This is where my pre-rolled cards for saving throws comes in handy  - draw a card for every room and they never know which times it was important, whether it was perception or a spell save or a save versus poison, all without adding any overhead to the game for those dummy checks.

In a dungeon crawl we assume that a party moving around the dungeon would be constantly vigilant; they would glance round corners before proceeding carefully. However, they are unlikely to be actively searching for secret doors, hence the perception roll also applies here - you would give them a saving throw to spot signs as they pass. Spotting a sign just when walking past should be harder, so I'd give +3 on any roll that's as a result of an actual search.

8. Surprise
More skeletons. I don't think Sam liked them as he pulled them apart when they died...
Surprise - we’re back to combat again!
Traditionally every encounter started with a roll for surprise, but this is a bit random (pun intended). You should only get a surprise round if you make an ambush. To make an ambush you must launch an attack before your opponents know you are there. For example, if you enter a room unannounced you should be able to surprise the inhabitants, but if they know you're there then instead they should get the advantage and win initiative. So the question becomes, how might you spot an ambush before it occurs, which sometimes might be a perception roll (to spot someone hiding behind that pillar).  It's often a bit arbitrary, so for the “bursting into a room unannounced” scenario I add some uncertainty by the players rolling a d6 to see how well they do, and if anyone can beat that roll then they simply lose initiative rather than getting no attack.

9. Character performs some skill they have learnt how to do, and can perform to a consistent standard.
I never said a high standard.
For example, language skills. People are usually “basic” (know a few words, basic concepts but lots of misunderstandings and lots of blank looks), “intermediate” (with effort can generally make oneself understood, can understand someone who is cooperative, lots of halting and repeating), “conversational” (can have conversations with people) or “fluent” (conversations are flowing, but accent and odd usage clear), or finally “native” (indistinguishable from native speaker). It makes little sense in an RPG world for someone to have expertise in excess of that. I’ll take this as a model for a wide swathe of skills: languages, music, acting. In these you generally do not roll dice – your skill level determines what you can do – and I won’t bother with rules for dice rolls until an issue demanding one comes up in play. Hence attributes (aptitude) should contribute mostly not to improve your chances of performing a task, but instead to make learning quicker. I’ll cover the solution for Explore in a separate post.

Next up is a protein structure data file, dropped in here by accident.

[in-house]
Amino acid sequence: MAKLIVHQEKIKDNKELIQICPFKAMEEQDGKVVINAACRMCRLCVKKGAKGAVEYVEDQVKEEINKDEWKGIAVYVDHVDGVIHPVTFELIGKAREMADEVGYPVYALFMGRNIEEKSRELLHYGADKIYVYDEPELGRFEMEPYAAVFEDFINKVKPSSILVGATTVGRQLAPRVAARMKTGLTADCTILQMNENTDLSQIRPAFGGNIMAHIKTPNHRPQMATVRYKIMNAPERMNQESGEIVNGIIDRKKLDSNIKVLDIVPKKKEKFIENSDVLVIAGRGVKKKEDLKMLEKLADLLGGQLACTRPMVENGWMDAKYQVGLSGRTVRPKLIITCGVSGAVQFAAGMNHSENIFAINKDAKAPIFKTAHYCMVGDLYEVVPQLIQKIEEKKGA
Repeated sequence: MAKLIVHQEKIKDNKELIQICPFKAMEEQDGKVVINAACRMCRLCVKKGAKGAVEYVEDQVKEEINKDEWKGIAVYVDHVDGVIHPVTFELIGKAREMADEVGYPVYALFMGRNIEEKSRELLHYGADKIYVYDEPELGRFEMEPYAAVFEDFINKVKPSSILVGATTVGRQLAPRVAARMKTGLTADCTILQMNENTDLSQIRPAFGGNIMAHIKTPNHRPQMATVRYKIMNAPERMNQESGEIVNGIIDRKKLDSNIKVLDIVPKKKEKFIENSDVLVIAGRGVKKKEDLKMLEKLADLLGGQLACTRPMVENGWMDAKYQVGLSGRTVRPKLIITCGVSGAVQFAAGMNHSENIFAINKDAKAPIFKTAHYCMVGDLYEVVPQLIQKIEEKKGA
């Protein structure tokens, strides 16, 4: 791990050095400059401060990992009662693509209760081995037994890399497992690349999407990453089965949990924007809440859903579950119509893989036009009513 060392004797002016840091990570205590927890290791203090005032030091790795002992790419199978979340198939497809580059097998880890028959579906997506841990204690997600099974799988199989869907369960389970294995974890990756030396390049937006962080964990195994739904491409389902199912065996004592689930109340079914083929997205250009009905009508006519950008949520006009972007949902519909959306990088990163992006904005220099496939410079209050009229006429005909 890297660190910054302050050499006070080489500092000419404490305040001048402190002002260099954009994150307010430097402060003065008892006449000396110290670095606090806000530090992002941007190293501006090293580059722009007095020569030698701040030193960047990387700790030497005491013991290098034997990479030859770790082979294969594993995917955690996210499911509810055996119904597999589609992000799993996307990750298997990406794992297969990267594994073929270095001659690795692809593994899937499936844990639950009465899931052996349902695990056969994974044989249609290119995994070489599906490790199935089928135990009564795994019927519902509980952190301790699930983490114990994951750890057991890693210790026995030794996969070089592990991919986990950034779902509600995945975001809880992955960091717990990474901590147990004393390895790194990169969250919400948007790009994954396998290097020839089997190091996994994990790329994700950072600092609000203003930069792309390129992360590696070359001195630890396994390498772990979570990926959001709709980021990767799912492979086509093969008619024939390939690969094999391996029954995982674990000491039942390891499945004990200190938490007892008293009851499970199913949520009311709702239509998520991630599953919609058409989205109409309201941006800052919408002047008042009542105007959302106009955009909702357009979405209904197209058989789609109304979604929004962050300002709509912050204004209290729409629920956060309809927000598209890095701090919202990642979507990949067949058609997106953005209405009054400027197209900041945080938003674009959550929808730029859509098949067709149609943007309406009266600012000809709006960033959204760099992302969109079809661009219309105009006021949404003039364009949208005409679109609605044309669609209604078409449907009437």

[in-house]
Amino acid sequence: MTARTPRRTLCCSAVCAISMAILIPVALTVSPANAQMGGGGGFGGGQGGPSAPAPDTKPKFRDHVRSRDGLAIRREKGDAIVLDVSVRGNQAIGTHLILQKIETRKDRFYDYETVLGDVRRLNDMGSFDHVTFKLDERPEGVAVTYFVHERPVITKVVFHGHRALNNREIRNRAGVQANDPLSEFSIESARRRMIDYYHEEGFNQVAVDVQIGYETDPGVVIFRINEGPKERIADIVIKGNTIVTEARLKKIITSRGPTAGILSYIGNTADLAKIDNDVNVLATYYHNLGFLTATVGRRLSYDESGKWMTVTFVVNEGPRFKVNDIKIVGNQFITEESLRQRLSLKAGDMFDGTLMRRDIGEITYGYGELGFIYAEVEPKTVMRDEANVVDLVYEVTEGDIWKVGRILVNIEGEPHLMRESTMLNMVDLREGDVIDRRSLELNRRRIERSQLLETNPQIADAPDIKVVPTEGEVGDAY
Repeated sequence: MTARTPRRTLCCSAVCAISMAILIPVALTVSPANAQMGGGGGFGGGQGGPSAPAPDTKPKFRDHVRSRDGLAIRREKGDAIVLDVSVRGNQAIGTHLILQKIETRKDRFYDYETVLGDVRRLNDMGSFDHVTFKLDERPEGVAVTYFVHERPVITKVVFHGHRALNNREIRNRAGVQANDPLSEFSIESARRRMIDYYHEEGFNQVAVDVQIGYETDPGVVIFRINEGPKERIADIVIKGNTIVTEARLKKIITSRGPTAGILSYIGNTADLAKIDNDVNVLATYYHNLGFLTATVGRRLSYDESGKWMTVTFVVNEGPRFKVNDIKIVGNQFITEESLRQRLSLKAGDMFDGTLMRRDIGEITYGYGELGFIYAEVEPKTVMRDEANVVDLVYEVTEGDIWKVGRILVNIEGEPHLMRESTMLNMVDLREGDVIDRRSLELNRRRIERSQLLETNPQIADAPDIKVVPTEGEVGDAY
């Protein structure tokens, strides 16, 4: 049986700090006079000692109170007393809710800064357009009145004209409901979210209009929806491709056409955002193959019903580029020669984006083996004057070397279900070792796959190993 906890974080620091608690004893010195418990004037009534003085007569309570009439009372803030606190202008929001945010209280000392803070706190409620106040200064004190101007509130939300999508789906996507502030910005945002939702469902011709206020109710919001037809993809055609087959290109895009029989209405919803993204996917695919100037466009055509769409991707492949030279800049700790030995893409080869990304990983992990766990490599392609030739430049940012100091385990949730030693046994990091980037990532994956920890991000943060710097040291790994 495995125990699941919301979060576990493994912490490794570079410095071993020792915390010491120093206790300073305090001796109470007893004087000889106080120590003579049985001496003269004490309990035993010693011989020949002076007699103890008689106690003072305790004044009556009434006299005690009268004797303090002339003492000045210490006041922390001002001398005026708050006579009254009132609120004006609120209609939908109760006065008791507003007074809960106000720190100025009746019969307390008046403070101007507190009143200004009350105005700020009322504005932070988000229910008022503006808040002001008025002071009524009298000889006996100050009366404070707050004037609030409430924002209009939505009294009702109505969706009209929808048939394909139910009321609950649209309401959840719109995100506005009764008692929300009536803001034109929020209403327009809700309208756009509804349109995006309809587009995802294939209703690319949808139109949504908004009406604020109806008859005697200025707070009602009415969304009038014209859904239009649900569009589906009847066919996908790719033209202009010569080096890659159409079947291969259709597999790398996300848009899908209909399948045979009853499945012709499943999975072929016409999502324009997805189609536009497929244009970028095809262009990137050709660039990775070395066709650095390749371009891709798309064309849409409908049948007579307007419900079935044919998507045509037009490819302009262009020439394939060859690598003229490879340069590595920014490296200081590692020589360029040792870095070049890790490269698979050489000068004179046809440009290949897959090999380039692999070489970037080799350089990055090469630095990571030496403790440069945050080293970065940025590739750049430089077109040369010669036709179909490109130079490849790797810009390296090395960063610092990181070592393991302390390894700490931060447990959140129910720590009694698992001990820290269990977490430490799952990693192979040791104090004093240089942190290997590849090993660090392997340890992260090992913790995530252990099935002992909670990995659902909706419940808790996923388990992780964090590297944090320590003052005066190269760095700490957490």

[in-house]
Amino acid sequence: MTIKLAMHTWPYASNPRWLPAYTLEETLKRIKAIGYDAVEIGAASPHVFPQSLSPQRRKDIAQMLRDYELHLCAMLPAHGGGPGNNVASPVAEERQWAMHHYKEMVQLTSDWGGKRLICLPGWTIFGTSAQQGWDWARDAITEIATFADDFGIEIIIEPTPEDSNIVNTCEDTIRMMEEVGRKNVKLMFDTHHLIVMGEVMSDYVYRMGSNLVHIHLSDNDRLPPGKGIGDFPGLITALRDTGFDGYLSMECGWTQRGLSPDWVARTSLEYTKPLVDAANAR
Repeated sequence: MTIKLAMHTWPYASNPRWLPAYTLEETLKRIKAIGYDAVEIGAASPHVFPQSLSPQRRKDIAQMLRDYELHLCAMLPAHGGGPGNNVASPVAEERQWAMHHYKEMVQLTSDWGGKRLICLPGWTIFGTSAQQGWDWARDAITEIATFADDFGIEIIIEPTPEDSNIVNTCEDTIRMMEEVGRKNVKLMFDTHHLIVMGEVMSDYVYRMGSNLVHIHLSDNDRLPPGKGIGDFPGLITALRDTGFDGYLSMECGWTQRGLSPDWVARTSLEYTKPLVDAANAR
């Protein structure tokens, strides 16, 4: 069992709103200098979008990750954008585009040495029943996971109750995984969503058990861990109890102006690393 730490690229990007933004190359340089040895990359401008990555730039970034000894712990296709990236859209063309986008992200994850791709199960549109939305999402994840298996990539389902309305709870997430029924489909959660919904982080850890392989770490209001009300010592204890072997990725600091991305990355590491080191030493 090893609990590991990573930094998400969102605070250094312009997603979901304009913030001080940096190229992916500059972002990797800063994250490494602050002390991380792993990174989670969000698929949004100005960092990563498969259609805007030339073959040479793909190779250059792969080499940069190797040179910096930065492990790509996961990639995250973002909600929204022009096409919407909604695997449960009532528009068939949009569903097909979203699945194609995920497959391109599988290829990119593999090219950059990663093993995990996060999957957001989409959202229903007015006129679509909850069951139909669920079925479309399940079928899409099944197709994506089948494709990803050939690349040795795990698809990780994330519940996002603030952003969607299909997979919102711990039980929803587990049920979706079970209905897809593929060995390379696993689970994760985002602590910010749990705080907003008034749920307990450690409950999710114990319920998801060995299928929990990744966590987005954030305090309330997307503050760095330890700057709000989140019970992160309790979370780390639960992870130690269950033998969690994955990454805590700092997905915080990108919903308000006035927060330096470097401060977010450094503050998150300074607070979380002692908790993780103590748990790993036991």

10. Games of chance
If there are dice being rolled or cards being drawn in the game, then play it out for real. If it’s supposed to be character not player skill, or an evening of gambling is incidental then the resolution method depends upon the skill versus luck nature of the game in question.

Conclusion in Part 3...

Thursday, 15 October 2015

To roll, or not to roll, that is the question

Spurred on by a recent thread on the subject I've been trying to decide how dice should be used in a couple of situations and to resolve this I decided to take a step back and consider all the situations where dice might be used, what I'm trying to achieve, and thus to decide what sort of dice rolls are appropriate. Putting this down has helped clarify things in my mind, and in the process my thoughts on this have evolved – any observations or disagreements are welcome.

1. Dynamic physical contests between opposing parties (hitting things!)
The skeleton archers were hiding behind the pillars...
This is the primary situation where dice are used. It provides tension & uncertainty but at the same time impartiality. What are the characteristics we require for the dice? Now combatants should never become completely flawless; it may become more and more tricky for someone to hit you with a sword, but it should never become impossible. Similarly, hitting progressively smaller and smaller targets with an arrow eventually becomes a purely random affair, but the chance of hitting the target never goes to zero. Hence although one party in a combat may be hopelessly outclassed, they should always have a chance of hitting (however small). In Explore I chose the open2d10 system, a wide open-ended bell curve with an exponential drop-off, so you can always succeed, but the chance falls away exponentially.

2. A disaster has befallen the character - do they survive by pure luck?
Here I'm lumping in the consequences of being hit with saving throws, I think both are similar situations. There may be mitigating factors, such as a strong constitution helps you survive a poisoning. The system used in Explore when you've hit someone is the same as that used to see if you hit, which is a wide open ended bell curve (to ensure that no-one is invulnerable). It seems reasonable to apply this same mechanism to *all* saving throws.

In the case of an attack, the attacker makes the roll, but for a save versus poison it is the subject of the poison who makes the roll. If rolling high is always good, then with a minimum roll of 2 we have to decide if 2 is always failure or not. For poisons is seems more plausible that you could be immune to an attack (this giant is immune to that poison), so I’ll not have 2 as an auto-failure. The bonus for a saving throw is a stat (e.g. CON) plus level. It seems fair to make saves versus spells to be the same system, i.e. the defender makes the roll.